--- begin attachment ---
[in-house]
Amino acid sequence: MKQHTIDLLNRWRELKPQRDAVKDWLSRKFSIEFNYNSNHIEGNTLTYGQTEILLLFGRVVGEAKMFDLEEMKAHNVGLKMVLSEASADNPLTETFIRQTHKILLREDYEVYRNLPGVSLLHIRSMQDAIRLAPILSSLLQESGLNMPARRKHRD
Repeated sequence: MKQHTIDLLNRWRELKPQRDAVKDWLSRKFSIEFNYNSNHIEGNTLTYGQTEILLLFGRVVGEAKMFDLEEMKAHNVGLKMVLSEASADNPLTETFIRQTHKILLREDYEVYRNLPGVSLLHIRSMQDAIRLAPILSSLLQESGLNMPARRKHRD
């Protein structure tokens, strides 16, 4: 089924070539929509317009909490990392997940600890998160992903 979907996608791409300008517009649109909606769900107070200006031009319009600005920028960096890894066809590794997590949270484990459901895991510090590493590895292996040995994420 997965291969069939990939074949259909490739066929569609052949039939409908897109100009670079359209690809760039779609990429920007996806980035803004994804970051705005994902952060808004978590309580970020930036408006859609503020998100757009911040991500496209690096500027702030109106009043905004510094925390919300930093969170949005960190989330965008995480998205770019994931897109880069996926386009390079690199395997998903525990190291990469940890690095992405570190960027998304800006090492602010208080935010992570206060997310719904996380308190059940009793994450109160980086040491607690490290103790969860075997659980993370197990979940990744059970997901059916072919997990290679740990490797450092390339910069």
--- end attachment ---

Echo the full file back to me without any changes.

[in-house]
Amino acid sequence: MKQHTIDLLNRWRELKPQRDAVKDWLSRKFSIEFNYNSNHIEGNTLTYGQTEILLLFGRVVGEAKMFDLEEMKAHNVGLKMVLSEASADNPLTETFIRQTHKILLREDYEVYRNLPGVSLLHIRSMQDAIRLAPILSSLLQESGLNMPARRKHRD
Repeated sequence: MKQHTIDLLNRWRELKPQRDAVKDWLSRKFSIEFNYNSNHIEGNTLTYGQTEILLLFGRVVGEAKMFDLEEMKAHNVGLKMVLSEASADNPLTETFIRQTHKILLREDYEVYRNLPGVSLLHIRSMQDAIRLAPILSSLLQESGLNMPARRKHRD
């Protein structure tokens, strides 16, 4: 089924070539929509317009909490990392997940600890998160992903 979907996608791409300008517009649109909606769900107070200006031009319009600005920028960096890894066809590794997590949270484990459901895991510090590493590895292996040995994420 997965291969069939990939074949259909490739066929569609052949039939409908897109100009670079359209690809760039779609990429920007996806980035803004994804970051705005994902952060808004978590309580970020930036408006859609503020998100757009911040991500496209690096500027702030109106009043905004510094925390919300930093969170949005960190989330965008995480998205770019994931897109880069996926386009390079690199395997998903525990190291990469940890690095992405570190960027998304800006090492602010208080935010992570206060997310719904996380308190059940009793994450109160980086040491607690490290103790969860075997659980993370197990979940990744059970997901059916072919997990290679740990490797450092390339910069």